Last week we met with the adult children of an older couple that needs help. Dad was taking care of mom on a full time basis—she has been living with dementia for the last five years— until he had a stroke. Now mom is receiving 24/7 care from a home care agency while dad’s been recovering in a skilled rehab facility for the last 3 weeks.
It is unclear if he will be able to return home, but he will certainly not be able to return to his role as mom’s primary caregiver. This family has some tough decisions to make, and one big decision they have to make is how to pay for the care that both parents need.
The adult children sat at our conference room table, unsure of where to even start. In their words, “Dad has always been very private. We don’t know much about their finances.”
Older adults can be tight-lipped about their finances.
Their desire to stay independent, in control, and unbothered by their adult children leads them to share little with their adult children or other loved ones.
Unfortunately, more and more adult children are finding themselves thrown into the middle of their parents’ personal affairs once an illness, disease, or accident changes the parents’ ability to manage their affairs independently.
Those adult children that have been kept in the dark have the hardest time with this sudden change.
If you have aging loved ones that you are concerned about, and if those older adults are of sound mind, NOW is the time to sit down with them and talk about their finances. Here is how you can start:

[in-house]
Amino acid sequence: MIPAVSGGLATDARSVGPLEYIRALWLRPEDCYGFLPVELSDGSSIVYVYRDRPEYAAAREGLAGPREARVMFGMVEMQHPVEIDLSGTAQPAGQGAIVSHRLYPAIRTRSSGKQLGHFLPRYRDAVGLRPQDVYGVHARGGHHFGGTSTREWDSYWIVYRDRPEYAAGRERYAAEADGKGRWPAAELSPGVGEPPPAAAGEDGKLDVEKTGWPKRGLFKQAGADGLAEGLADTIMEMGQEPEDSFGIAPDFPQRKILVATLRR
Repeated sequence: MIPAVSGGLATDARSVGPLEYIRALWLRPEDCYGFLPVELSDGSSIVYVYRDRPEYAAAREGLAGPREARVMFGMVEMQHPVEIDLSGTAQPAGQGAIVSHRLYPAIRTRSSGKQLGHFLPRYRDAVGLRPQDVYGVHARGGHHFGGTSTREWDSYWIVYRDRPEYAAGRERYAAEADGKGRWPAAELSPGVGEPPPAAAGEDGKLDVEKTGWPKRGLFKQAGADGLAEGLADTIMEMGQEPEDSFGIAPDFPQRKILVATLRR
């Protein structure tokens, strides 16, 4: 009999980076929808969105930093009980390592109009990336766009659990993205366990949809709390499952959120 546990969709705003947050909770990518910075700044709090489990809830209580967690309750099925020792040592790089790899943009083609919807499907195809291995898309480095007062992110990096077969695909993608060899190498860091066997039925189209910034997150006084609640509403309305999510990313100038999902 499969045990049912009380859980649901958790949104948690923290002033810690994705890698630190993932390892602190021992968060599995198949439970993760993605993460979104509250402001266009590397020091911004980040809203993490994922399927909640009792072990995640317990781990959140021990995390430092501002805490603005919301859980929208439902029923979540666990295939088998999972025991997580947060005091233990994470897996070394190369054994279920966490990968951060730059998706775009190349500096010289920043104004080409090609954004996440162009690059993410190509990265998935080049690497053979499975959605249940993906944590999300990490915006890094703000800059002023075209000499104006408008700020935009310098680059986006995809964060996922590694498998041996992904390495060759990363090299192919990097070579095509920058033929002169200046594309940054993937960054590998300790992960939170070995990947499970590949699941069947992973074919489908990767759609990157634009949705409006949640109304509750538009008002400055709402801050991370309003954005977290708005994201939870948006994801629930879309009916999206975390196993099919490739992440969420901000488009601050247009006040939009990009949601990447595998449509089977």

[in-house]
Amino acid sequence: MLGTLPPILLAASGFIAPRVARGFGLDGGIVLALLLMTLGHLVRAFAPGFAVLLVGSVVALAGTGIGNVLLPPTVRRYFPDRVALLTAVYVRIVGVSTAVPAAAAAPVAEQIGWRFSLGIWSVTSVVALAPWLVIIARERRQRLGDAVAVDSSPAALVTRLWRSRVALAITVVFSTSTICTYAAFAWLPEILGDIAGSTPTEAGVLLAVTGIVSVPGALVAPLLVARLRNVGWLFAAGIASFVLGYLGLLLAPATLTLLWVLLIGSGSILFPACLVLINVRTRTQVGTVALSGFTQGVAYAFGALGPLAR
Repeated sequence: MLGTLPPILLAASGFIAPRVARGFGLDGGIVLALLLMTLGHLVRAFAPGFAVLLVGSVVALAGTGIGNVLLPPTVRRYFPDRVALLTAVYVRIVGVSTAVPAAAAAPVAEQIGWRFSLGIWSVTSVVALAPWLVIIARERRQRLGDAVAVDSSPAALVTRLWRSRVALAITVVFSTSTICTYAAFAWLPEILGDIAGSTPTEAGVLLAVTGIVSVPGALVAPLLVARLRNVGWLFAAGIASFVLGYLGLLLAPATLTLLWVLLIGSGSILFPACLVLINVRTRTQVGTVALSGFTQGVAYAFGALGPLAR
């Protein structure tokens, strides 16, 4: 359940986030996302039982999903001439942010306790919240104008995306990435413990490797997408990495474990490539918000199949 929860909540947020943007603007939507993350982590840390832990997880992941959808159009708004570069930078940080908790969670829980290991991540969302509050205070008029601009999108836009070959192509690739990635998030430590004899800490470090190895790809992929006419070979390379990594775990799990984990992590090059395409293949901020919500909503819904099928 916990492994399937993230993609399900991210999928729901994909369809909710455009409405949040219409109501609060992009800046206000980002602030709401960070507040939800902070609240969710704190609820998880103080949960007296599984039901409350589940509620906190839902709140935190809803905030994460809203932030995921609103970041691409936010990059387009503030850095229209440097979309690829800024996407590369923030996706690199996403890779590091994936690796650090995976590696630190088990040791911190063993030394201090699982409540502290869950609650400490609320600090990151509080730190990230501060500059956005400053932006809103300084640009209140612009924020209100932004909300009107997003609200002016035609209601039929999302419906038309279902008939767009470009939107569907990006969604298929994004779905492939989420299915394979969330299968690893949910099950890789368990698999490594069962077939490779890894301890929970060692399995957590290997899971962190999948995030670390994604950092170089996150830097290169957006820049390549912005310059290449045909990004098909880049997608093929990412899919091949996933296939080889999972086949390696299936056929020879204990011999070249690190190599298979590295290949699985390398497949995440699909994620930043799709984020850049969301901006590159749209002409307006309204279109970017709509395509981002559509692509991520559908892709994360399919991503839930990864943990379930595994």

- Ask them to share the basics of their financial situation. Where does their income come from? Does it cover their monthly expenses? What do their assets look like? You may find our Confidential Planning Packet to be a helpful guide in knowing what to ask. You can ask your loved one to complete this packet of information, supplying you with many important details about their finances.
- Ask them to share information about their estate planning documents. Is there a valid and updated Power of Attorney for Finances? How about an Advance Directive? And what about a will? For more information on each of these documents, check out our website and other blogs on this topic.
- Ask them the location of all of their important documents. If you ever have to probate someone else’s estate or apply for public benefits on someone else’s behalf, there is a tremendous amount of documents that must be supplied to DFCS or the VA (see this checklist to get an idea of what must be completed). Asking your loved one about their documents and their organization will help you if you ever need to act on their behalf. Our checklist Being Prepared: A practical guide to getting your affairs in order is a useful tool when pulling together these important documents.
The conversation may be uncomfortable, but it must be done. And even if you think it’s too early, start the conversation.
It always seems like it’s too early to plan—until it’s too late.
For our adult children who were left in the dark when dad had a stroke, they are slowly combing through dad’s papers, piecing together what they can. It is tiresome and uncertain, but it’s the best they can do. May their situation be a warning to the rest of us—talk to your loved ones about your finances, your wishes, and your plans.
Hurley Elder Care Law helps families by creating detailed legal, financial, and care plans. If you’re ready to learn more, please call our office at (404) 843-0121 or email us a email@example.com
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